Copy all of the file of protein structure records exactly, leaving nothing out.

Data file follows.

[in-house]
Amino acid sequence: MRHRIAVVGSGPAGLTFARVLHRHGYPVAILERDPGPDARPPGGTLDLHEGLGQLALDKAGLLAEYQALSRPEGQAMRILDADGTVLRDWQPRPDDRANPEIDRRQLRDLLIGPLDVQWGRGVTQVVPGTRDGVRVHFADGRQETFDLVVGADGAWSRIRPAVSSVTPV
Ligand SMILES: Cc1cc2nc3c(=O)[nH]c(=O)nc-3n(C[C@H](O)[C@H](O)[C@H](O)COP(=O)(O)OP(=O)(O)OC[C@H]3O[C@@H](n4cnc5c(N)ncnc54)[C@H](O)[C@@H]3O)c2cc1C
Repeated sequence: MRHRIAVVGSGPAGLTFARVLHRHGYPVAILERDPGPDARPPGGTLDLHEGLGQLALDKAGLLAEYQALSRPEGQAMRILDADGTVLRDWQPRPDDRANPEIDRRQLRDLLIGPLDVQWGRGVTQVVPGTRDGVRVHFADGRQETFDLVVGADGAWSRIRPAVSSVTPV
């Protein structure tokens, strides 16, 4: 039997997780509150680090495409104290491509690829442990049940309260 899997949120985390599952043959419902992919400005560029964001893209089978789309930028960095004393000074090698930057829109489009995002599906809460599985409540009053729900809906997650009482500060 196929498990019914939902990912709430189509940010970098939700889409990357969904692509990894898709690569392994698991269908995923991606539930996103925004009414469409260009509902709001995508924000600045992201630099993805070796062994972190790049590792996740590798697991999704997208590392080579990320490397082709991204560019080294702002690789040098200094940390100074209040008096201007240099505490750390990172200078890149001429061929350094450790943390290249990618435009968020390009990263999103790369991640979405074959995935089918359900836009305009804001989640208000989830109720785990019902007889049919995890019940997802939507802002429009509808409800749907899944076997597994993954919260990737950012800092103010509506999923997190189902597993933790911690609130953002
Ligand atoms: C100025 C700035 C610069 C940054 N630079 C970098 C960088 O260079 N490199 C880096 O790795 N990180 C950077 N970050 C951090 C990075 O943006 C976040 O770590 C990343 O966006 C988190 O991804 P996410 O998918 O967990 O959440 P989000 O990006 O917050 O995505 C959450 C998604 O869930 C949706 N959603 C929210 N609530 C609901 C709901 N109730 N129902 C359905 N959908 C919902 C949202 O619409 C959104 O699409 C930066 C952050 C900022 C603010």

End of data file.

[in-house]
Amino acid sequence: MRHRIAVVGSGPAGLTFARVLHRHGYPVAILERDPGPDARPPGGTLDLHEGLGQLALDKAGLLAEYQALSRPEGQAMRILDADGTVLRDWQPRPDDRANPEIDRRQLRDLLIGPLDVQWGRGVTQVVPGTRDGVRVHFADGRQETFDLVVGADGAWSRIRPAVSSVTPV
Ligand SMILES: Cc1cc2nc3c(=O)[nH]c(=O)nc-3n(C[C@H](O)[C@H](O)[C@H](O)COP(=O)(O)OP(=O)(O)OC[C@H]3O[C@@H](n4cnc5c(N)ncnc54)[C@H](O)[C@@H]3O)c2cc1C
Repeated sequence: MRHRIAVVGSGPAGLTFARVLHRHGYPVAILERDPGPDARPPGGTLDLHEGLGQLALDKAGLLAEYQALSRPEGQAMRILDADGTVLRDWQPRPDDRANPEIDRRQLRDLLIGPLDVQWGRGVTQVVPGTRDGVRVHFADGRQETFDLVVGADGAWSRIRPAVSSVTPV
């Protein structure tokens, strides 16, 4: 039997997780509150680090495409104290491509690829442990049940309260 899997949120985390599952043959419902992919400005560029964001893209089978789309930028960095004393000074090698930057829109489009995002599906809460599985409540009053729900809906997650009482500060 196929498990019914939902990912709430189509940010970098939700889409990357969904692509990894898709690569392994698991269908995923991606539930996103925004009414469409260009509902709001995508924000600045992201630099993805070796062994972190790049590792996740590798697991999704997208590392080579990320490397082709991204560019080294702002690789040098200094940390100074209040008096201007240099505490750390990172200078890149001429061929350094450790943390290249990618435009968020390009990263999103790369991640979405074959995935089918359900836009305009804001989640208000989830109720785990019902007889049919995890019940997802939507802002429009509808409800749907899944076997597994993954919260990737950012800092103010509506999923997190189902597993933790911690609130953002
Ligand atoms: C100025 C700035 C610069 C940054 N630079 C970098 C960088 O260079 N490199 C880096 O790795 N990180 C950077 N970050 C951090 C990075 O943006 C976040 O770590 C990343 O966006 C988190 O991804 P996410 O998918 O967990 O959440 P989000 O990006 O917050 O995505 C959450 C998604 O869930 C949706 N959603 C929210 N609530 C609901 C709901 N109730 N129902 C359905 N959908 C919902 C949202 O619409 C959104 O699409 C930066 C952050 C900022 C603010």